Overall, the marina is well located and well maintained. The staff are friendly and helpful. Under new management, there seem to have been a number of positive changes recently and more are anticipated, over the forthcoming months.
Kevin & Trish Comer
Published 30 December 2009
(01 Deg 28.5′ N, 103 Deg 43.5′ E) which is only two miles west of the causeway to Singapore will be an excellent alternative to Sebana Cove or some expensive Singapore marinas. By April 2009, a 50 berth floating pontoon marina will be ready, with an additional 50 berths planned at the second stage. Currently, there is ample room for any number of yachts to anchor in 4.0 to 7.0 meters with the excellent holding in mud/clay.
Going There :
Yachts going north or south via Malacca Straits, to/from Langkawi and Phuket might want to consider the following: Avoid the hassle in Singapore of having to find either of the two checkpoints on the water, and waiting to clear in/out with the Immigration/Customs patrol boat and still then having to go into the city to check in/out with the Port Authority, and pay SGD$30.00 port dues and hefty marina fees….and running the gauntlet of shipping channels and newly reclaimed sand fill areas extending 4.5 miles out to sea, which are not of course on current charts or C-Map. OR…for yachts travelling to/from Bali, avoid adding another 80 miles return leg by diverting to Sebana Cove and then dealing with costly and time-consuming return ferry rides to/from Singapore.
Alternatively it’s now possible, if your height of mast is less than 25 meters from waterline, to sail 13 miles up the western arm of Johor Straits, going past Raffles Marina and under the centre span of the Tuas Bridge, (a.k.a the “Second-Link” bridge), which has a minimum vertical clearance of 25 meters at HWS, which is shown clearly painted above the centre span and confirmed on C-Map. (Maximum range of Spring Tides at this location is 3.0 meters). Proceed upstream, staying away from the Singapore coast and keeping close to the Malaysian mainland all the way, to waypoint Lat 01.27.778 and Long. 103.43.354, which is near several large fisherman houses on stilts on the right and just after a floating fish farm on your left as a turning marker to enter Danga Bay. From the entrance, you can also see the roof line of the complex noted above and four 14 storey apartment blocks which are part of the Danga Bay development.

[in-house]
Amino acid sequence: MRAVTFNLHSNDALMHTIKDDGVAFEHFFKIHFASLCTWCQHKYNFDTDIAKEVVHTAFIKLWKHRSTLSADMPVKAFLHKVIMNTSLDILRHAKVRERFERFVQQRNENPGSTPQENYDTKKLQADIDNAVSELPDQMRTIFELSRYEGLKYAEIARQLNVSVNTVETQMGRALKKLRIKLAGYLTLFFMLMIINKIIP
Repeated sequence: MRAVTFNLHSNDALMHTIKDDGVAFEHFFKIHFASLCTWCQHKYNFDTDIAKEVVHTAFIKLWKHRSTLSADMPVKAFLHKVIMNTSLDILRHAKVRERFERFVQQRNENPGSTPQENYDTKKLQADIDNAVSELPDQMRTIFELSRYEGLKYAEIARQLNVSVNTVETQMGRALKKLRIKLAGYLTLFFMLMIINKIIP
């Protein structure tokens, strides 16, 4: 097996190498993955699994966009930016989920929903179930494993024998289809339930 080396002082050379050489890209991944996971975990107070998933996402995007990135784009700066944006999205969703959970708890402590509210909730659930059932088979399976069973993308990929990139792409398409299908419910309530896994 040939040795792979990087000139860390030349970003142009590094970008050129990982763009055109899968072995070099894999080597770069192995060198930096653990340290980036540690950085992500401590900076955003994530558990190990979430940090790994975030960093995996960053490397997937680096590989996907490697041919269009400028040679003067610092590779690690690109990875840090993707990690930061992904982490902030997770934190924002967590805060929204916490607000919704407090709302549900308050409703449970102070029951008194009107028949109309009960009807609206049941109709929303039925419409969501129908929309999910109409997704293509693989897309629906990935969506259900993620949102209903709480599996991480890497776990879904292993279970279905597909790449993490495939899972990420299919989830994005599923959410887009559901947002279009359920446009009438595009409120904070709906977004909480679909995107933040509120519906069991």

Enter the bay staying close to the eastern shore, which has several small fishing boat jetties and keeps clear of some drying rocks and sandbanks on the western side of the entrance and marked by a prominent red light beacon which is mid-stream as you enter the bay. There are no other navigational hazards in the bay. Contact the Marina staff at Channel 74 and a member of the marine staff will come out in a dinghy to welcome you and give you a choice of the best places to anchor or park in the marina.
Marina Facilities :
– Free Water
– Cheap Berthing Rates (Management might consider free for short term)
– Fuel Supply
– 24 hours Security
– Shore Supply
Danga Bay Facilities :
– Free hourly City Shuttle Bus Service
– Affordable Restaurants and Food Stalls
– Toilets and Shower Facilities
– Shopping Mall
– Hypermarkets within 4 km by road (Giant)
– Hospital within 5 km by road
– Auto spares and parts facilities within 2 km radius
Immigration and Check In :
Check-in can be done with Immigration at the Immigration Complex, 4 km away by road and with the Harbour Master (Jabatan Laut), which is 1km along the waterfront from the anchorage, towards the causeway. Customs is only required to check out an issue of Port Clearance after check out with Harbour Master. Immigration checks out is not required if stopping at further Malaysian ports, or until final check out in Langkawi for Phuket or other destinations. As in all Malaysian ports, there is no charge for check in or out. Passports receive a new entry stamp, which is good for three months stay in Malaysia, each time you return across the causeway from Singapore.
Contact Person: Donny Lim (+6 017-777 2228) or Capt Sabri (+6 013-740 0250)
VHF channel 74